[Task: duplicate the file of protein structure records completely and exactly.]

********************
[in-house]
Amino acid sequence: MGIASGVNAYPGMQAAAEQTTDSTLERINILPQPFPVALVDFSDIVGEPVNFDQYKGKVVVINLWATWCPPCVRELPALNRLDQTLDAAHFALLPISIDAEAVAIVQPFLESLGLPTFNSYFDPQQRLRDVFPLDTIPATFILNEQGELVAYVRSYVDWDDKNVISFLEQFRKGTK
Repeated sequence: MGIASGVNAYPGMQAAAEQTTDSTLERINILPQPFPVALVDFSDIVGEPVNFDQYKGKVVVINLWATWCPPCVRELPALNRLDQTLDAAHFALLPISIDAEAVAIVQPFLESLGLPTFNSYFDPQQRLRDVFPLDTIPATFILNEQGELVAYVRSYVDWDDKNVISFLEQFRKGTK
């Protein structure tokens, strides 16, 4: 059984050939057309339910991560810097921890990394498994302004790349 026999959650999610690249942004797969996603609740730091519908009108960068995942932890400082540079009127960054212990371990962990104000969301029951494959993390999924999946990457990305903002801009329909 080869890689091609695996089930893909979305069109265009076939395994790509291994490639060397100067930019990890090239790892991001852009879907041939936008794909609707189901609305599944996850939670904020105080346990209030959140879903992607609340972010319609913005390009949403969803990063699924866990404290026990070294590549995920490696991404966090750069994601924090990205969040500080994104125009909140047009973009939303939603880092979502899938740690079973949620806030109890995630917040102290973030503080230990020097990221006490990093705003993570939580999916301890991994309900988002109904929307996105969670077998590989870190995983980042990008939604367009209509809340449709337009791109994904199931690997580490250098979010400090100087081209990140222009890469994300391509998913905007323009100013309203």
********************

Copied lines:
[in-house]
Amino acid sequence: MGIASGVNAYPGMQAAAEQTTDSTLERINILPQPFPVALVDFSDIVGEPVNFDQYKGKVVVINLWATWCPPCVRELPALNRLDQTLDAAHFALLPISIDAEAVAIVQPFLESLGLPTFNSYFDPQQRLRDVFPLDTIPATFILNEQGELVAYVRSYVDWDDKNVISFLEQFRKGTK
Repeated sequence: MGIASGVNAYPGMQAAAEQTTDSTLERINILPQPFPVALVDFSDIVGEPVNFDQYKGKVVVINLWATWCPPCVRELPALNRLDQTLDAAHFALLPISIDAEAVAIVQPFLESLGLPTFNSYFDPQQRLRDVFPLDTIPATFILNEQGELVAYVRSYVDWDDKNVISFLEQFRKGTK
């Protein structure tokens, strides 16, 4: 059984050939057309339910991560810097921890990394498994302004790349 026999959650999610690249942004797969996603609740730091519908009108960068995942932890400082540079009127960054212990371990962990104000969301029951494959993390999924999946990457990305903002801009329909 080869890689091609695996089930893909979305069109265009076939395994790509291994490639060397100067930019990890090239790892991001852009879907041939936008794909609707189901609305599944996850939670904020105080346990209030959140879903992607609340972010319609913005390009949403969803990063699924866990404290026990070294590549995920490696991404966090750069994601924090990205969040500080994104125009909140047009973009939303939603880092979502899938740690079973949620806030109890995630917040102290973030503080230990020097990221006490990093705003993570939580999916301890991994309900988002109904929307996105969670077998590989870190995983980042990008939604367009209509809340449709337009791109994904199931690997580490250098979010400090100087081209990140222009890469994300391509998913905007323009100013309203």